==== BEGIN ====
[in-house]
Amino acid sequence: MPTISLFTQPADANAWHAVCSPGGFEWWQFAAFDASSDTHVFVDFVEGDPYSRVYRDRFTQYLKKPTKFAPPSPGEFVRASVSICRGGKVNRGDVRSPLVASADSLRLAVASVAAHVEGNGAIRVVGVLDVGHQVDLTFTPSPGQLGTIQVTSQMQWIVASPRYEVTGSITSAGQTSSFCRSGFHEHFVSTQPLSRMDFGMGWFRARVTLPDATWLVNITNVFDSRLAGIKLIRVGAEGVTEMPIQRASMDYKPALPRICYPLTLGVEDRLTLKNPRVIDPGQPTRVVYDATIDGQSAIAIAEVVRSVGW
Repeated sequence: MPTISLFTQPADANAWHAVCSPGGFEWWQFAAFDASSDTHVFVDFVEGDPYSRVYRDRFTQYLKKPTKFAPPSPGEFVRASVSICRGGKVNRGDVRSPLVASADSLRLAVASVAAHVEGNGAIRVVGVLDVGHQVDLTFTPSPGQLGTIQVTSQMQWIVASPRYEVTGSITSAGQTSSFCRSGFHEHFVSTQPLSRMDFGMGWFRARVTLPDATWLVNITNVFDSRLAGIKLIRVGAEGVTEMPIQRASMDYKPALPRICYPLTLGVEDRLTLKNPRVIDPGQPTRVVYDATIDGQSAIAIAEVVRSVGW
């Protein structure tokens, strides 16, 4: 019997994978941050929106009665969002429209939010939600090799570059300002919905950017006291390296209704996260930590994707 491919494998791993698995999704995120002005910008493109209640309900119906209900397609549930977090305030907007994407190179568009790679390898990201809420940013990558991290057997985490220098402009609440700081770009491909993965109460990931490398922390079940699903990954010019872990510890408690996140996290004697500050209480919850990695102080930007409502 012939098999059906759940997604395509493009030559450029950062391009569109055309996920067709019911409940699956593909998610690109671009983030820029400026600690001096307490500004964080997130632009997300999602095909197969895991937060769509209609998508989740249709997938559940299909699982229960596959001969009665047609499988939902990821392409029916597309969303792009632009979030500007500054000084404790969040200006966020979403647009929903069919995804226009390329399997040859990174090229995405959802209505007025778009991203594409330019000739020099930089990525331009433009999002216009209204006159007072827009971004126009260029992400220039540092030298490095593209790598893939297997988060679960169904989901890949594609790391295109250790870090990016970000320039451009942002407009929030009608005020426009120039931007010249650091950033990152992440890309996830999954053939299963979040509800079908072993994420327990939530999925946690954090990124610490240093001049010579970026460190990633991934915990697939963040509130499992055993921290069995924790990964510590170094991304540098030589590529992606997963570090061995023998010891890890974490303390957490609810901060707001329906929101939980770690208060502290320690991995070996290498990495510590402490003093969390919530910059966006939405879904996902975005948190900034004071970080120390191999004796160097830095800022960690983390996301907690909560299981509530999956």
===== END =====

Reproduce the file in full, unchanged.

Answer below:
[in-house]
Amino acid sequence: MPTISLFTQPADANAWHAVCSPGGFEWWQFAAFDASSDTHVFVDFVEGDPYSRVYRDRFTQYLKKPTKFAPPSPGEFVRASVSICRGGKVNRGDVRSPLVASADSLRLAVASVAAHVEGNGAIRVVGVLDVGHQVDLTFTPSPGQLGTIQVTSQMQWIVASPRYEVTGSITSAGQTSSFCRSGFHEHFVSTQPLSRMDFGMGWFRARVTLPDATWLVNITNVFDSRLAGIKLIRVGAEGVTEMPIQRASMDYKPALPRICYPLTLGVEDRLTLKNPRVIDPGQPTRVVYDATIDGQSAIAIAEVVRSVGW
Repeated sequence: MPTISLFTQPADANAWHAVCSPGGFEWWQFAAFDASSDTHVFVDFVEGDPYSRVYRDRFTQYLKKPTKFAPPSPGEFVRASVSICRGGKVNRGDVRSPLVASADSLRLAVASVAAHVEGNGAIRVVGVLDVGHQVDLTFTPSPGQLGTIQVTSQMQWIVASPRYEVTGSITSAGQTSSFCRSGFHEHFVSTQPLSRMDFGMGWFRARVTLPDATWLVNITNVFDSRLAGIKLIRVGAEGVTEMPIQRASMDYKPALPRICYPLTLGVEDRLTLKNPRVIDPGQPTRVVYDATIDGQSAIAIAEVVRSVGW
């Protein structure tokens, strides 16, 4: 019997994978941050929106009665969002429209939010939600090799570059300002919905950017006291390296209704996260930590994707 491919494998791993698995999704995120002005910008493109209640309900119906209900397609549930977090305030907007994407190179568009790679390898990201809420940013990558991290057997985490220098402009609440700081770009491909993965109460990931490398922390079940699903990954010019872990510890408690996140996290004697500050209480919850990695102080930007409502 012939098999059906759940997604395509493009030559450029950062391009569109055309996920067709019911409940699956593909998610690109671009983030820029400026600690001096307490500004964080997130632009997300999602095909197969895991937060769509209609998508989740249709997938559940299909699982229960596959001969009665047609499988939902990821392409029916597309969303792009632009979030500007500054000084404790969040200006966020979403647009929903069919995804226009390329399997040859990174090229995405959802209505007025778009991203594409330019000739020099930089990525331009433009999002216009209204006159007072827009971004126009260029992400220039540092030298490095593209790598893939297997988060679960169904989901890949594609790391295109250790870090990016970000320039451009942002407009929030009608005020426009120039931007010249650091950033990152992440890309996830999954053939299963979040509800079908072993994420327990939530999925946690954090990124610490240093001049010579970026460190990633991934915990697939963040509130499992055993921290069995924790990964510590170094991304540098030589590529992606997963570090061995023998010891890890974490303390957490609810901060707001329906929101939980770690208060502290320690991995070996290498990495510590402490003093969390919530910059966006939405879904996902975005948190900034004071970080120390191999004796160097830095800022960690983390996301907690909560299981509530999956």